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Your credit score is linked to almost everything you do – buying a house, a car, applying for a job – it follows you everywhere. It can take years to get out of bad credit and get it to a level where you can comfortably start borrowing, but if you’re looking to boost your credit score fast, here are some tips.
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Reduce your balances
The rule of thumb has always been to keep your balance owing below 30% of your credit limit. So a $1,000 limit shouldn’t have a bill over $300. The more you charge on your credit card, like the maximum for example, shows credit dependency – something credit rating agencies don’t like to see. It’s better to pretend to have a credit card “just in case” rather than relying on it for your daily commute.
This, of course, does not apply to people who religiously redeem their card at the end of each month. Many consumers now use their credit card exclusively for all purchases throughout the month and then pay it off in full at the end of the month. Credit card companies and rating agencies recognize these spending habits, so it usually doesn’t count against you. Paying off full balances each month actually shows that you are not dependent on the card, but rather using it as it should.
Credit card companies are betting that eventually there will be a mistake – one month you might not have enough money or be late and incur charges. If you fit the profile of a consumer who maxes out their card each month and pays it back, make sure you’re religious about payments. Chances are you’ve done it before and don’t need the advice in this article!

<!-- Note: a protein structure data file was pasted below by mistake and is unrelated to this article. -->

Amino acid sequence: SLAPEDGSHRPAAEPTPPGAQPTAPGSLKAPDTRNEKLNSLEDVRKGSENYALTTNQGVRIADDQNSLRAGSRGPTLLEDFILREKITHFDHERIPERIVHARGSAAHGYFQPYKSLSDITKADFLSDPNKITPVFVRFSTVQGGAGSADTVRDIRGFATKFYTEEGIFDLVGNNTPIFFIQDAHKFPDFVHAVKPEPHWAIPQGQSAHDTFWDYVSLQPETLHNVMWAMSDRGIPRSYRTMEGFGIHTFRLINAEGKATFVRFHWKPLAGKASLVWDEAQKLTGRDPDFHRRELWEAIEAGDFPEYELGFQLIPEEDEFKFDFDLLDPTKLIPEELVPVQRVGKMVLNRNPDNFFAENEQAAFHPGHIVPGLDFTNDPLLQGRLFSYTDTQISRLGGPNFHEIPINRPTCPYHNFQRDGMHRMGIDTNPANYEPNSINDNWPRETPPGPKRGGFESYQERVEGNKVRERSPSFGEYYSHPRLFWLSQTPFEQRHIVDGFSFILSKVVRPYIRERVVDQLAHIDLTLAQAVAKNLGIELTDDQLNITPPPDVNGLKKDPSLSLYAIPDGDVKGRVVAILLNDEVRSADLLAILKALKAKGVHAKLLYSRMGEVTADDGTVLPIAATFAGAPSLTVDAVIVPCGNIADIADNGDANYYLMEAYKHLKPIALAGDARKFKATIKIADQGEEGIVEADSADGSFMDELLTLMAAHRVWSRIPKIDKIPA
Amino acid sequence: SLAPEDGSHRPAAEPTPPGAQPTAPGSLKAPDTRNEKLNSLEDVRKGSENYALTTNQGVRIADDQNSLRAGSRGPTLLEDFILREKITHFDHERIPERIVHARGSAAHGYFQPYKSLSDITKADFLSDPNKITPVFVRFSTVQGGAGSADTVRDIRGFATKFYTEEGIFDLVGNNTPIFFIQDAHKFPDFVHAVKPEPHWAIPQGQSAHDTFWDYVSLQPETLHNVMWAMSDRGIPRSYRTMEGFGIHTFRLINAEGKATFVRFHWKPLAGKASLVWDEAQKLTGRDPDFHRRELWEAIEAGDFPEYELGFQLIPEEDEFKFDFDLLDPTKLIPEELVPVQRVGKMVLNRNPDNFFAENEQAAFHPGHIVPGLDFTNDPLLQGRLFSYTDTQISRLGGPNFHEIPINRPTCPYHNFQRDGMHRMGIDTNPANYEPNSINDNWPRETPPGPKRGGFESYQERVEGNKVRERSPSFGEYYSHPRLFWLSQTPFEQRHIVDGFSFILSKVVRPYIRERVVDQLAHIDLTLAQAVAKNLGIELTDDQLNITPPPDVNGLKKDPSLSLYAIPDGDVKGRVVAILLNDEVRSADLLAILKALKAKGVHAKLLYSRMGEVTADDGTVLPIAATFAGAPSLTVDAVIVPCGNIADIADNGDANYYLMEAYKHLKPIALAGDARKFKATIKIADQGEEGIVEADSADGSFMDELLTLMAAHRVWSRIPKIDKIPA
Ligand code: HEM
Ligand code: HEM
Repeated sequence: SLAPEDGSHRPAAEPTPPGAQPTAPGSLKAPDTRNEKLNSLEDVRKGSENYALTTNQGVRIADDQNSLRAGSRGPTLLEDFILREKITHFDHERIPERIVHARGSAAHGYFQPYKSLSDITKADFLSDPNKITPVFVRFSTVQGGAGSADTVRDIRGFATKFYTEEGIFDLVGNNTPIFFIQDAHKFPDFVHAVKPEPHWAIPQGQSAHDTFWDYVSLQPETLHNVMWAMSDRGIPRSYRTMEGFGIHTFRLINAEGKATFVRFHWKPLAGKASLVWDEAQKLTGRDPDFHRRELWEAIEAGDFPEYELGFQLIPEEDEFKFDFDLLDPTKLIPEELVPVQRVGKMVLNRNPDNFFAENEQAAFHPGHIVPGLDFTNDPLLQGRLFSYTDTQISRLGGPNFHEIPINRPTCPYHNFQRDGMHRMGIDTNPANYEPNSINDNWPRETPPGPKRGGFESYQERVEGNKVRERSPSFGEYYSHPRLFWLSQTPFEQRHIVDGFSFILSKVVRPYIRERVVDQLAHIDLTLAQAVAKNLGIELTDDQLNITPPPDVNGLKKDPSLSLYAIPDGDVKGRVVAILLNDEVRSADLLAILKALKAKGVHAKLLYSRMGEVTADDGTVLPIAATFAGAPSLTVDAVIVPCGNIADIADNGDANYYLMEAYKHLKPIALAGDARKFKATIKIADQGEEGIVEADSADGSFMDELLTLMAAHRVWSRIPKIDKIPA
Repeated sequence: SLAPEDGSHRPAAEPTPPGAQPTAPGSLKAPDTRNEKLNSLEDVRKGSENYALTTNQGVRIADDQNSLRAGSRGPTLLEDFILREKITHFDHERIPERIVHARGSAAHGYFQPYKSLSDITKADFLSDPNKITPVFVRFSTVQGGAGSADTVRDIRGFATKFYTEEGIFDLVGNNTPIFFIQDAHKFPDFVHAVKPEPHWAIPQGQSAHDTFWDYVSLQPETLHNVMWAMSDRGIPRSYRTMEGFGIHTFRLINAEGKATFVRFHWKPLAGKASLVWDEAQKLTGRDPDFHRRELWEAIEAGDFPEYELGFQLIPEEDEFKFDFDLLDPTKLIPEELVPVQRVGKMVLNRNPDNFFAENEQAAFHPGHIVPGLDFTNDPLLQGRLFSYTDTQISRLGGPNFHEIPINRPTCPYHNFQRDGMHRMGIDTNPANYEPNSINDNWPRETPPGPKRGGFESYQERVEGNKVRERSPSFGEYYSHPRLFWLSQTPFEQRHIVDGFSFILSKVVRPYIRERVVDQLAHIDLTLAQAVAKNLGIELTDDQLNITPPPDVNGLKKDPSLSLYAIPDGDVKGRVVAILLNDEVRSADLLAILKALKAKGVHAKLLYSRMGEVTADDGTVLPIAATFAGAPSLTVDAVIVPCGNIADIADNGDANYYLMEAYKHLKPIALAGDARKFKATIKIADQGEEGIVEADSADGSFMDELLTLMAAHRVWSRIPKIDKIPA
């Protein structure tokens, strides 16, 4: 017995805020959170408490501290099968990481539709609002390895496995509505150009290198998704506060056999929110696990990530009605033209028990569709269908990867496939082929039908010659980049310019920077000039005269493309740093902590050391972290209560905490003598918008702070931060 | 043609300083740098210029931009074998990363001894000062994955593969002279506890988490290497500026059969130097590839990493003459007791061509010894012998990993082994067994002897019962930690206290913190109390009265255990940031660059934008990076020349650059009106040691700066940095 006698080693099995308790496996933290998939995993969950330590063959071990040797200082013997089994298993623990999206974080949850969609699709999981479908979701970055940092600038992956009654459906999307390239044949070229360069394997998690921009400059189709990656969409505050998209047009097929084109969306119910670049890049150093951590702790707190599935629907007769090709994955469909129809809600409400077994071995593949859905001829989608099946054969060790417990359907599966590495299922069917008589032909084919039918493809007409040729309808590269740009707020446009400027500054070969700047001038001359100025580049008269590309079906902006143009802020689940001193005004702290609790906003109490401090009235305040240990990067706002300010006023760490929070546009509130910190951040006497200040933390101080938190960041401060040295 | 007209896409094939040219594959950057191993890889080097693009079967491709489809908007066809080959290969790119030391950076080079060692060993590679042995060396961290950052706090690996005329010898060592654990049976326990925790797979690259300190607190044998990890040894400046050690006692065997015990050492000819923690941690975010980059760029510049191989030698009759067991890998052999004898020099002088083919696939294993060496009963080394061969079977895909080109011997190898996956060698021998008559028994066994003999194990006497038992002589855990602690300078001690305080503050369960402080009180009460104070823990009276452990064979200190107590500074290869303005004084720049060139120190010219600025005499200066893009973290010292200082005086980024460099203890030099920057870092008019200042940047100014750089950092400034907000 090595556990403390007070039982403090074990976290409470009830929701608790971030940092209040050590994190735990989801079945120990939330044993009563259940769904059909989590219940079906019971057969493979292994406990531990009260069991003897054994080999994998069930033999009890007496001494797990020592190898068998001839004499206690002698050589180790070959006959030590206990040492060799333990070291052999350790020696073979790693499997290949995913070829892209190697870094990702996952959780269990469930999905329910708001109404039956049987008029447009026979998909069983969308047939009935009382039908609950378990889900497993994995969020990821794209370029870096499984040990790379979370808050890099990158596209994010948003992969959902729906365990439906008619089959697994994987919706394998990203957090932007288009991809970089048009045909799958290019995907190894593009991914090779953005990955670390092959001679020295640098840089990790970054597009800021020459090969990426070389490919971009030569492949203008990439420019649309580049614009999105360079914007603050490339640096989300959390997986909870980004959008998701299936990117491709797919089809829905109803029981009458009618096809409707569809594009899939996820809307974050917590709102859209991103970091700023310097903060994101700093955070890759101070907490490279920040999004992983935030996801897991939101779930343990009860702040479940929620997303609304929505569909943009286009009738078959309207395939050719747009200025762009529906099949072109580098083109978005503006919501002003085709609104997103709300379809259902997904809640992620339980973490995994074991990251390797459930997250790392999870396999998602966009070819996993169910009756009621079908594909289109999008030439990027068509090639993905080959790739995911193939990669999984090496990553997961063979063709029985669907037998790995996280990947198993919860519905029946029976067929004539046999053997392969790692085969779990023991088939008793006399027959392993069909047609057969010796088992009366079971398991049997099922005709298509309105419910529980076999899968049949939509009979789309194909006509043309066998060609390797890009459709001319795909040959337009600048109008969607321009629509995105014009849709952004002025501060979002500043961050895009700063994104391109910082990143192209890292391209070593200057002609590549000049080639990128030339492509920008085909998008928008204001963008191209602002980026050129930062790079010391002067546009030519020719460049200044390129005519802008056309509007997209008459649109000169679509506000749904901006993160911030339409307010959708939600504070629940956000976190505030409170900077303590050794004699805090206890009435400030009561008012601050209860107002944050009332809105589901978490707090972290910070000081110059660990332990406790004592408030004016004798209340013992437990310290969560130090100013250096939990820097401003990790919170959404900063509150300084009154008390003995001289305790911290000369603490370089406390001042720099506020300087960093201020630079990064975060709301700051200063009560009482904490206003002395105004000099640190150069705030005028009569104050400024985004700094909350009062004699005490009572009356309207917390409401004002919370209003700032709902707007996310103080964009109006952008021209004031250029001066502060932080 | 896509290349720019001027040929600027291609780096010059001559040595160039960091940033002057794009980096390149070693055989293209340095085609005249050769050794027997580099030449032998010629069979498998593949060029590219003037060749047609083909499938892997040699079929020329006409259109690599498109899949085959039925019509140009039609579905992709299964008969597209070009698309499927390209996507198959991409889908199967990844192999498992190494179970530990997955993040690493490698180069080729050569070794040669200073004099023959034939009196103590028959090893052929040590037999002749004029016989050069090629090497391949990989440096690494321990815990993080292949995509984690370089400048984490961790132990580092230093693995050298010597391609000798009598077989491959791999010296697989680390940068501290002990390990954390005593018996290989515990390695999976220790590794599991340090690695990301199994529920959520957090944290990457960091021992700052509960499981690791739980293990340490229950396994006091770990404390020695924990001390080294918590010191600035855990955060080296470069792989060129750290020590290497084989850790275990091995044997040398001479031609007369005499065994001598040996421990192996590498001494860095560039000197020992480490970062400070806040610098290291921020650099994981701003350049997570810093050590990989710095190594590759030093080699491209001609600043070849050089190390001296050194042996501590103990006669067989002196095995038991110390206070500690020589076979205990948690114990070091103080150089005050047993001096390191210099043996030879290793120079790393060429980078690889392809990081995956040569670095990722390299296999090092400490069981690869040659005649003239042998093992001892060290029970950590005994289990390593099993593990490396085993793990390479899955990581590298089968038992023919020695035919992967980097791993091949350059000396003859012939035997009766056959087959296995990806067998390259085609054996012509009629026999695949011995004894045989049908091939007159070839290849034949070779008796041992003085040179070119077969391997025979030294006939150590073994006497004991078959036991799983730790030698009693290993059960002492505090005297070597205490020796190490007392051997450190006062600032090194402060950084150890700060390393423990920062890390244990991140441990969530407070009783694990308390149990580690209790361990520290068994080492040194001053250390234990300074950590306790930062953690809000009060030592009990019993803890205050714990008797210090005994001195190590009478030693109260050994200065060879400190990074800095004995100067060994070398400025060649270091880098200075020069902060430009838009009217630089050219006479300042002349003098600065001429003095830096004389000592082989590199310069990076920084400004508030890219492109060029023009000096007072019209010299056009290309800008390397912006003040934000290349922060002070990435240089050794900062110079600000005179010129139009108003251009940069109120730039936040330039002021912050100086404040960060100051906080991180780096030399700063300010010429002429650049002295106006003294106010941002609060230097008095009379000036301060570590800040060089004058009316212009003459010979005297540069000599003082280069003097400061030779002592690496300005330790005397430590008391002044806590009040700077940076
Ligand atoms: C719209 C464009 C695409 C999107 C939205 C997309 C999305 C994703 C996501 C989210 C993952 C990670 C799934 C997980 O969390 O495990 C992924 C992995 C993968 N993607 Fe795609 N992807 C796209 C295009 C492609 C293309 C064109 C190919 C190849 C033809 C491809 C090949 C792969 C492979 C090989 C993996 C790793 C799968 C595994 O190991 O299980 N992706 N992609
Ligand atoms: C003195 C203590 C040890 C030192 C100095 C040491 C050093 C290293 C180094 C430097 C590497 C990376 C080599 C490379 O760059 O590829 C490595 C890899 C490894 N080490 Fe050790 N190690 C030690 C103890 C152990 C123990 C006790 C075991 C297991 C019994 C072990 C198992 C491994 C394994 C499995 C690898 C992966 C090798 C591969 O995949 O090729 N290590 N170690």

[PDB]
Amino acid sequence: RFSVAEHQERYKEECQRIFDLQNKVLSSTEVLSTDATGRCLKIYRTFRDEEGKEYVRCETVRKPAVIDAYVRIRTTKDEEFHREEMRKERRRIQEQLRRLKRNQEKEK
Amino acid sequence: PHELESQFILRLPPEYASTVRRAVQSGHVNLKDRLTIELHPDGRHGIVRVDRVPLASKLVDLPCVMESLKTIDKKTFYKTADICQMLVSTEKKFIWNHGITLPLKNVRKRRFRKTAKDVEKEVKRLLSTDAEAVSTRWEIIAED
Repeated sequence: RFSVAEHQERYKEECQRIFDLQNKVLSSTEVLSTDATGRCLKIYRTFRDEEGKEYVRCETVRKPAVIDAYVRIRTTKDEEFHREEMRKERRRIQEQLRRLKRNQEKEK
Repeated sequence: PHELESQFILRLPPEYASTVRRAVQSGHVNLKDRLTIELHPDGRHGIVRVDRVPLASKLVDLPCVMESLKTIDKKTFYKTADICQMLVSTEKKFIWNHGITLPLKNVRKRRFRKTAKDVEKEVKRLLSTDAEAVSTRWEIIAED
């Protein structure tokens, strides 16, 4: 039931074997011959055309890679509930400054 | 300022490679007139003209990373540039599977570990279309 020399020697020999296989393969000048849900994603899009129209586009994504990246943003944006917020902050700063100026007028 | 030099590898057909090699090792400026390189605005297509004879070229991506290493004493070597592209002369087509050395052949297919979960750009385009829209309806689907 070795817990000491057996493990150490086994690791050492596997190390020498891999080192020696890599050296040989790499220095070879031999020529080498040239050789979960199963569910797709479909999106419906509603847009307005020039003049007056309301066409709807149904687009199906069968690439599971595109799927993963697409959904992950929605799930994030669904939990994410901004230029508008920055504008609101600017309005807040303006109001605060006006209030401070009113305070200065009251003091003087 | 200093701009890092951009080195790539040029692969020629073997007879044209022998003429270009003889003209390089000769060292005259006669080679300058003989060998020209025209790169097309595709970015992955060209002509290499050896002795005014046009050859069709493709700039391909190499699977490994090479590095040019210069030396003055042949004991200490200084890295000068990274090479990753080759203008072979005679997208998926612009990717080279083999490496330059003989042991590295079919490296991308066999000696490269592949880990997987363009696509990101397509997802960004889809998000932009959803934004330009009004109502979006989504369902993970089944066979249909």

Overall, maintaining balances below 30% on your cards shows a low utilization rate that keeps your reliance on credit relatively low.
You may have seen advice to reduce your credit usage by getting another credit card or increasing your limit, but these steps may be counterintuitive. Both of these options run the risk of serious credit inquiries, which can negatively impact your score and do the opposite of what you’re trying to accomplish.
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Paying down your card with a personal loan might be a better option to quickly pay off debt and boost your score, but it also carries the risk of tough credit applications, which you’ll need to consider. If you think your score has enough room to go up with paying off the debt that would be more important than the credit check, it might be worth it.
For all of these options, you can request that they be done without a bad credit hit – but that’s never a guarantee.
Checking your credit report for inaccurate information or inaccurate charges can help you a lot more than you think. There are very often errors in credit reports, especially for cards that may have been closed or refunded. Sometimes credit bureaus don’t correctly identify a card as “closed” after you’ve paid and closed it. Instead, it will show as “paid in full”, but will still show as an open line of credit on your report. This can possibly negatively affect your overall score if you have a lot of cards.
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In some cases, keeping a card open with a zero balance can actually help your score. This increases your overall limit and reduces your credit usage. But beware – if your salary is modest and you have credit cards with limits of, say, more than half your salary, that doesn’t necessarily paint a modest picture. It really depends on your personal payment history, how responsible you are with your card, and how long you’ve had them each. Two to three cards should be enough for most people to cover expenses and emergencies.
Different types of loans
For the right consumer, this is a good strategy. Having different types of loans, such as an installment loan, credit card, and mortgage, can show creditworthiness. Again, it depends on the whole picture. If you have a bunch of loans, high utilization, and late payments, loan confusion won’t do much to help you.
Reducing your usage and looking for inaccuracies is the fastest way to boost your credit score in the very short term, i.e. 1-3 months.
Overall, credit scores are a behavior over a period of time, but don’t worry – a lot of progress can be made in six months towards a credit score that needs to be fixed with discipline and managed expectations.
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